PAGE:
Top Tips for Playing Lead Guitar
Eventually, all guitarists get to the point to where they need to develop their lead guitar skills and get comfortable with soloing. Here are some things to remember.
By Mike Duffy
Eventually, all aspiring guitarists get to the point to where they need to develop their lead guitar skills and get comfortable with soloing.
Lead guitar is a combination of theory and technique, but with a solid foundation in those areas and a willing disposition, you can get to where you want to be as a lead player.
As such, here are a few tips to help you on your journey to solo-land:
Get Comfortable with the Fingerboard
Knowing where each note on the fingerboard is will come in very handy when it's time to unleash a killer guitar solo. And that doesn't just apply to notes. Learn how to play chords in different positions all over the fretboard, as well.
Chords can help you memorize the note placement. Once you get there, you can play the individual notes of the chords (otherwise known as an arpeggio) to add even more color to a solo.
"It can be very powerful to go from a single-note idea and then grab a chord and play an arpeggio of it, or play more inversions of voicings of the chord," said Fender Play Instructor Matt Lake.
Know Your Scales
Scales are necessary to becoming a lead guitarist, even if they might not be the most exciting subject.
Guitar scales are organized sequences of notes played in an ascending or descending order that help you build finger strength and dexterity. Diving deeper, a pentatonic scale is a popular five-note scale that you'll need to know for riffs, solos and melodies, especially for rock and blues.
A few good pentatonic scales to tackle for soloing are the A minor pentatonic scale (you can hear it in Led Zeppelin's "Stairway to Heaven") or the E minor pentatonic scale (check out AC/DC's "Back in Black").
"A pentatonic scale can create a nice space to move around in," said Lake. "It can be very empowering and a good way to learn how to improvise. It can also teach some legato techniques, like hammer-ons and pull-offs."
Study Your Heroes
Diving deep into the catalogs of your favorite artists is a surefire way to improve your lead technique.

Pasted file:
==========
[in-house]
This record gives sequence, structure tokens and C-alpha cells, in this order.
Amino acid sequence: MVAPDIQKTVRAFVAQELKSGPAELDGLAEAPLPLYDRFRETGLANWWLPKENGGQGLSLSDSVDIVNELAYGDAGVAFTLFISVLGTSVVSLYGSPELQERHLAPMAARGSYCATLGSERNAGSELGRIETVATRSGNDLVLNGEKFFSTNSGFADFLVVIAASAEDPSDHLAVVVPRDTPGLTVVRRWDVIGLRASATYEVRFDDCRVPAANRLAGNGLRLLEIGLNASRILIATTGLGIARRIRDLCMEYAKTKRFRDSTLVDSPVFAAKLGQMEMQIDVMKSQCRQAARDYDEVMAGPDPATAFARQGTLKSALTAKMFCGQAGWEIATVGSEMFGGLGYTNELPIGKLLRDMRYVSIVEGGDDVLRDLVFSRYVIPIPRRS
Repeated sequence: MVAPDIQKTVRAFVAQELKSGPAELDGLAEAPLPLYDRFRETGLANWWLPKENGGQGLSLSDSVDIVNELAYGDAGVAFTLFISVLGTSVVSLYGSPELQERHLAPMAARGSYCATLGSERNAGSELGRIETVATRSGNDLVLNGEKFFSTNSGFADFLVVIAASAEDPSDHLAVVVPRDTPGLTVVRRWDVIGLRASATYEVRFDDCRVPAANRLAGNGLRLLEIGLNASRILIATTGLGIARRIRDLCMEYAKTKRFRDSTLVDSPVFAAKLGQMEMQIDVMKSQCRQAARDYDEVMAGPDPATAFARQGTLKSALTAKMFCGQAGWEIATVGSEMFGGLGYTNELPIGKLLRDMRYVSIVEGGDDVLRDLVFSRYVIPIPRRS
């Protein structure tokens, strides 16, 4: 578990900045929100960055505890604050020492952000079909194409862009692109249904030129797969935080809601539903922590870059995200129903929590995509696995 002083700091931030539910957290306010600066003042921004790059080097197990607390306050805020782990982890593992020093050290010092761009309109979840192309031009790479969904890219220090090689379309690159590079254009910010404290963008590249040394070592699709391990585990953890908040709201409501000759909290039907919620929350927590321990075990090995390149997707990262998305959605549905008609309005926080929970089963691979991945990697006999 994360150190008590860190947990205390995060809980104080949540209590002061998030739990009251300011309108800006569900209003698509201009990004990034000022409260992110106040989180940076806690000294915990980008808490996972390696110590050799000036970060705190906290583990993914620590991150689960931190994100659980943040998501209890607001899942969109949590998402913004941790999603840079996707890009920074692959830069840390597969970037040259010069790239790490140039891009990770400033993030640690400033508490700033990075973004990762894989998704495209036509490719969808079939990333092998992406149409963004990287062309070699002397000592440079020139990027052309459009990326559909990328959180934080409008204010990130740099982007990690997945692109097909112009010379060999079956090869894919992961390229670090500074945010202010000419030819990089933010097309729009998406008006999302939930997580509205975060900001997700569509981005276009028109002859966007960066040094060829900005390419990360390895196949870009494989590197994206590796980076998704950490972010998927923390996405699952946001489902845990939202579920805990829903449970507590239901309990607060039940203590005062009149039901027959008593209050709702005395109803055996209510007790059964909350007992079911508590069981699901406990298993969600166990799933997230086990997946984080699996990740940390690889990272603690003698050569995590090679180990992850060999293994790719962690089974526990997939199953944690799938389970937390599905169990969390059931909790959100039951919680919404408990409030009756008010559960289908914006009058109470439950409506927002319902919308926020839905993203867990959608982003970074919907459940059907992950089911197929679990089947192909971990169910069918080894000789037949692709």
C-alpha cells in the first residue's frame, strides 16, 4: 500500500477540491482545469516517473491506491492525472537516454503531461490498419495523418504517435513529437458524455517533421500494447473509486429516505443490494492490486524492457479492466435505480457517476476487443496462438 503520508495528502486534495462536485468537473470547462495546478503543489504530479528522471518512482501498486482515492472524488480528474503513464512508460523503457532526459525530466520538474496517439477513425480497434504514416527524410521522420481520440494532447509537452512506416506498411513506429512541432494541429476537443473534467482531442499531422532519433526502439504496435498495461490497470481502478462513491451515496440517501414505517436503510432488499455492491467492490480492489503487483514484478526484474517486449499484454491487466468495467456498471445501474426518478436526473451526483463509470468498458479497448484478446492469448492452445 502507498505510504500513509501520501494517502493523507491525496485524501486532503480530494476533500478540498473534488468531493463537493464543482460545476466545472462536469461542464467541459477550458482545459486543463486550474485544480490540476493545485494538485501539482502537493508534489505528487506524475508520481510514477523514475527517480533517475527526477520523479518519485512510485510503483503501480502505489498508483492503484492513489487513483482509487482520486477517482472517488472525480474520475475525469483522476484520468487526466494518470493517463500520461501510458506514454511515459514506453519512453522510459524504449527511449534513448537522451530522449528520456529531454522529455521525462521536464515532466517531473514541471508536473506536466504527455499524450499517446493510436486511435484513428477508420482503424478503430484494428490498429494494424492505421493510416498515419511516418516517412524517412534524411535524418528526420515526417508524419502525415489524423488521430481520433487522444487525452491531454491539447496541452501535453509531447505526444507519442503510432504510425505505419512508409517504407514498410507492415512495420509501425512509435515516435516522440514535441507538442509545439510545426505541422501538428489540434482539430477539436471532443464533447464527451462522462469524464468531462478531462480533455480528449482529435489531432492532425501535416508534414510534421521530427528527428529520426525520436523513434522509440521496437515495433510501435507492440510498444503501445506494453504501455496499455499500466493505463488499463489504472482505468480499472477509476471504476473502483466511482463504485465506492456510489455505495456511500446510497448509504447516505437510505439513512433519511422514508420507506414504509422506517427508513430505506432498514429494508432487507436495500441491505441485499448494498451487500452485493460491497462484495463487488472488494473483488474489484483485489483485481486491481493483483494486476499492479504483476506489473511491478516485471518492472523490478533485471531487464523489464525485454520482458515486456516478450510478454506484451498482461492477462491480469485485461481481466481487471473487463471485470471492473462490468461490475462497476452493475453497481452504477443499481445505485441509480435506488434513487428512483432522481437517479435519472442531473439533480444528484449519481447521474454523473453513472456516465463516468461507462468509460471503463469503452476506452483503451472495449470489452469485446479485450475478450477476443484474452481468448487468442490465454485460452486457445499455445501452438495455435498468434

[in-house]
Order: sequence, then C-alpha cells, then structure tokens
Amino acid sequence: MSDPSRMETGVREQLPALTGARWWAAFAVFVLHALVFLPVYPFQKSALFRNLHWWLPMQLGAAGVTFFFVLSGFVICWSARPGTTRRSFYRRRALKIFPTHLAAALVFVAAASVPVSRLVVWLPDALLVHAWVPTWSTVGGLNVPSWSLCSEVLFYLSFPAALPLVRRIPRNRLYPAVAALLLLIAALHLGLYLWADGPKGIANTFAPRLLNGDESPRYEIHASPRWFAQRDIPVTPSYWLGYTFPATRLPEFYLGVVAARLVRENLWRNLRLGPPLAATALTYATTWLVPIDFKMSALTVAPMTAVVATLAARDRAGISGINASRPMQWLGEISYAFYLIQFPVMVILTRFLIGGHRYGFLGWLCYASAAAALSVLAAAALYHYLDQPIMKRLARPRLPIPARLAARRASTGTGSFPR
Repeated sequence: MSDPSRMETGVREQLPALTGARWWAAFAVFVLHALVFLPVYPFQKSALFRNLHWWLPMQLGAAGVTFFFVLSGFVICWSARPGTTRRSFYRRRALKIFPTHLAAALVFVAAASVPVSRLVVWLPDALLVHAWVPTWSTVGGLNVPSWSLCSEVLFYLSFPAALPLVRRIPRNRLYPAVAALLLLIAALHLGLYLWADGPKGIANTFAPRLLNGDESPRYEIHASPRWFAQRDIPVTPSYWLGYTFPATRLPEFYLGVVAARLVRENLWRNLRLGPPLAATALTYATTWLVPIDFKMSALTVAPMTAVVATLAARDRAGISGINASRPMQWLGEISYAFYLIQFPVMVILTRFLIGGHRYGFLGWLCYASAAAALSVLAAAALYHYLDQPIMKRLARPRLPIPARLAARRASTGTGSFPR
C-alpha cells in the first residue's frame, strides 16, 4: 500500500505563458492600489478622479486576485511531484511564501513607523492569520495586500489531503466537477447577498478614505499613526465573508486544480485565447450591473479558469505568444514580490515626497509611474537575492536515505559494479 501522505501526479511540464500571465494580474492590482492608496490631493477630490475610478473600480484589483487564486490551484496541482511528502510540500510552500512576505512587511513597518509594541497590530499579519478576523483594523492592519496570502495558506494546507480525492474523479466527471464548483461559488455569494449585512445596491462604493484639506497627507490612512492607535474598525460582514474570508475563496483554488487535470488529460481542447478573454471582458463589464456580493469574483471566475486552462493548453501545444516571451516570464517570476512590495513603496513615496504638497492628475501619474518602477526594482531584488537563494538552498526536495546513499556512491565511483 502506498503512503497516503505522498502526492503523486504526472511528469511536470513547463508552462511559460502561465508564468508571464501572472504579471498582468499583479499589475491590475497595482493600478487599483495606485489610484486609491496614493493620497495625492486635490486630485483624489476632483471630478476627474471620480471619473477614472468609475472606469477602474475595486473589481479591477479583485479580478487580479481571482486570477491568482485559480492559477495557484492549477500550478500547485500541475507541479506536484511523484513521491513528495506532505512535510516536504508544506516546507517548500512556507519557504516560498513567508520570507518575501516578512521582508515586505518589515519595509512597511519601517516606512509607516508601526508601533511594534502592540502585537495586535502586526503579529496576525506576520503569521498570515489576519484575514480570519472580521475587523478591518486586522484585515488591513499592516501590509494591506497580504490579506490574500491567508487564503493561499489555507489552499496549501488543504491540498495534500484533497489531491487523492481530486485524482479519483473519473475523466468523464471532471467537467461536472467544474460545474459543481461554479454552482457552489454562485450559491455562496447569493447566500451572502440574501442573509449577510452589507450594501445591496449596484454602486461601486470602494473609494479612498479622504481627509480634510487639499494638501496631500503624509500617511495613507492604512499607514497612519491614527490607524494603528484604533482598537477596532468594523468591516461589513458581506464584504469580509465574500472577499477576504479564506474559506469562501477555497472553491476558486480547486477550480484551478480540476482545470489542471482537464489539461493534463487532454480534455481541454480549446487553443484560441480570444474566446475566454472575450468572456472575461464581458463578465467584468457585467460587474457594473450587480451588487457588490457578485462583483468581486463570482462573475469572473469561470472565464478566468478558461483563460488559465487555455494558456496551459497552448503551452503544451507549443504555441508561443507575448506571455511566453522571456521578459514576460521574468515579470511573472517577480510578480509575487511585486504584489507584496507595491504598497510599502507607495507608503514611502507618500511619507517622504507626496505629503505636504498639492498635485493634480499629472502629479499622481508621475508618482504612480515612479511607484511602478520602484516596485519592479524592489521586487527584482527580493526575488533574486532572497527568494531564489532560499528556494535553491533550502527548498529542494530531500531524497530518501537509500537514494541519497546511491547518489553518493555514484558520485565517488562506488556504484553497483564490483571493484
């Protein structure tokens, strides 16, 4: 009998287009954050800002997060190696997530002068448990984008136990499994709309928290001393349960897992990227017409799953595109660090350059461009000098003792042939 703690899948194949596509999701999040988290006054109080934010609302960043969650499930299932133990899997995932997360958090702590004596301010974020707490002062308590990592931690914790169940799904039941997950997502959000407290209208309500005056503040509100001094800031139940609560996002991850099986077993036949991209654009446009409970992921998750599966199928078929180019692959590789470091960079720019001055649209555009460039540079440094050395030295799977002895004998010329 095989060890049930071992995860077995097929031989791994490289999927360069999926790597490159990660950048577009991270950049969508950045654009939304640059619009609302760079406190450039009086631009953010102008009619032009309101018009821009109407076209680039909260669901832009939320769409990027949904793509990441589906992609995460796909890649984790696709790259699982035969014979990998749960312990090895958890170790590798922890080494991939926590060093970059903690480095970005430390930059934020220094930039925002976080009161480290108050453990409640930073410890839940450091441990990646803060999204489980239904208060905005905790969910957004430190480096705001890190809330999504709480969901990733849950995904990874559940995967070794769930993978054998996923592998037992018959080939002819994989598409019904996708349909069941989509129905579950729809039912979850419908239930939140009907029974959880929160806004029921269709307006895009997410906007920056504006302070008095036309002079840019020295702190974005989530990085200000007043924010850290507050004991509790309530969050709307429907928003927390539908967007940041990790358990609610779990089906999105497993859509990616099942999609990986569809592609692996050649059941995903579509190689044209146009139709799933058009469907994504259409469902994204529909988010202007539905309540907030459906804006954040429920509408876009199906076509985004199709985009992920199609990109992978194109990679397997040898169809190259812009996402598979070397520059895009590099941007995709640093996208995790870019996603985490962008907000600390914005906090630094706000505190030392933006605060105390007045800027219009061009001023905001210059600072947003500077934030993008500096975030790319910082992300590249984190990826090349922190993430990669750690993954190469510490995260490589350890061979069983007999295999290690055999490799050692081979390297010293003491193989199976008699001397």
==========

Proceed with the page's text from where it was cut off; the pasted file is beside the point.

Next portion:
First of all, it's fun to learn how to play the solos that have inspired you over the years. But more to the point, playing something you love has a built-in familiarity to it.
Fender Play offers several familiar licks that incorporate leads (complete with tablature) for you to sink your teeth into. Try the Chuck Berry's raucous Johnny B. Goode or some melodic surf from the Ventures in ”Pipeline.”
Remember the Melody and Rhythm
Lake noted that a great lead might be hiding in plain sight (or sound) with the track's vocal.
"One thing that a lot of people overlook for lead guitar is learning the melody for each song," Lake said. "Think about what the vocalist is singing? A lot of times with rock songs, they’re singing three notes from the pentatonic scale anyway.
"The lead might be there in the song already."
Don't forget to also consider the drummer, as they can provide a live metronome to your performance.
"It’s not about how many notes you play. Do they make sense rhythmically," said Lake. "Get your metronome out. A great drum solo is playing with the beat. An exciting guitar solo doesn’t always just have cool notes … they have a rhythmic pulse to them."
Think Outside the Box
If you want to really put yourself to the test with lead guitar, you could try adding flavor to something traditionally considered pedestrian.
Ask yourself if you can play the melody of "Jingle Bells" or "Happy Birthday" and make it sound cool. You may be surprised at the outcome.
"Take something cliché and challenge yourself to make them into something that you would want to hear," said Lake. "Why not add some string bends or hammer-ons to spice things up?"